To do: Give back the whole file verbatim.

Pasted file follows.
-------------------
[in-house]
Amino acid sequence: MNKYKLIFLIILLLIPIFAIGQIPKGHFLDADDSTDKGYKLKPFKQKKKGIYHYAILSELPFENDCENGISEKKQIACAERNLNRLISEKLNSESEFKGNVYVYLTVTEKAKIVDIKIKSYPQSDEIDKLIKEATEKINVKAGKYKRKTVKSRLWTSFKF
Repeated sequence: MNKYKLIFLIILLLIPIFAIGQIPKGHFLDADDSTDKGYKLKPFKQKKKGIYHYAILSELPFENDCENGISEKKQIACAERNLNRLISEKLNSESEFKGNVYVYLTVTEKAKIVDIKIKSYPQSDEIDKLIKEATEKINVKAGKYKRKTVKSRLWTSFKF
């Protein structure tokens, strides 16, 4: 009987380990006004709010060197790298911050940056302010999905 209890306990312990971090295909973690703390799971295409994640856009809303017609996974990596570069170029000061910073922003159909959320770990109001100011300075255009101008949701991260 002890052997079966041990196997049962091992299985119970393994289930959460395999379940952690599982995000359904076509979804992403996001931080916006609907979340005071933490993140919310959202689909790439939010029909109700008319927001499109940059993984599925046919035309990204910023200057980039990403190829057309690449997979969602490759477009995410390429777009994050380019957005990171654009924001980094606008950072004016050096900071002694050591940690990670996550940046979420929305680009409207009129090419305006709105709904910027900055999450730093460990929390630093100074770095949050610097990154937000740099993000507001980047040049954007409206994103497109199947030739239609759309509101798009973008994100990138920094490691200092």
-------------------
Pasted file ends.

[in-house]
Amino acid sequence: MNKYKLIFLIILLLIPIFAIGQIPKGHFLDADDSTDKGYKLKPFKQKKKGIYHYAILSELPFENDCENGISEKKQIACAERNLNRLISEKLNSESEFKGNVYVYLTVTEKAKIVDIKIKSYPQSDEIDKLIKEATEKINVKAGKYKRKTVKSRLWTSFKF
Repeated sequence: MNKYKLIFLIILLLIPIFAIGQIPKGHFLDADDSTDKGYKLKPFKQKKKGIYHYAILSELPFENDCENGISEKKQIACAERNLNRLISEKLNSESEFKGNVYVYLTVTEKAKIVDIKIKSYPQSDEIDKLIKEATEKINVKAGKYKRKTVKSRLWTSFKF
């Protein structure tokens, strides 16, 4: 009987380990006004709010060197790298911050940056302010999905 209890306990312990971090295909973690703390799971295409994640856009809303017609996974990596570069170029000061910073922003159909959320770990109001100011300075255009101008949701991260 002890052997079966041990196997049962091992299985119970393994289930959460395999379940952690599982995000359904076509979804992403996001931080916006609907979340005071933490993140919310959202689909790439939010029909109700008319927001499109940059993984599925046919035309990204910023200057980039990403190829057309690449997979969602490759477009995410390429777009994050380019957005990171654009924001980094606008950072004016050096900071002694050591940690990670996550940046979420929305680009409207009129090419305006709105709904910027900055999450730093460990929390630093100074770095949050610097990154937000740099993000507001980047040049954007409206994103497109199947030739239609759309509101798009973008994100990138920094490691200092």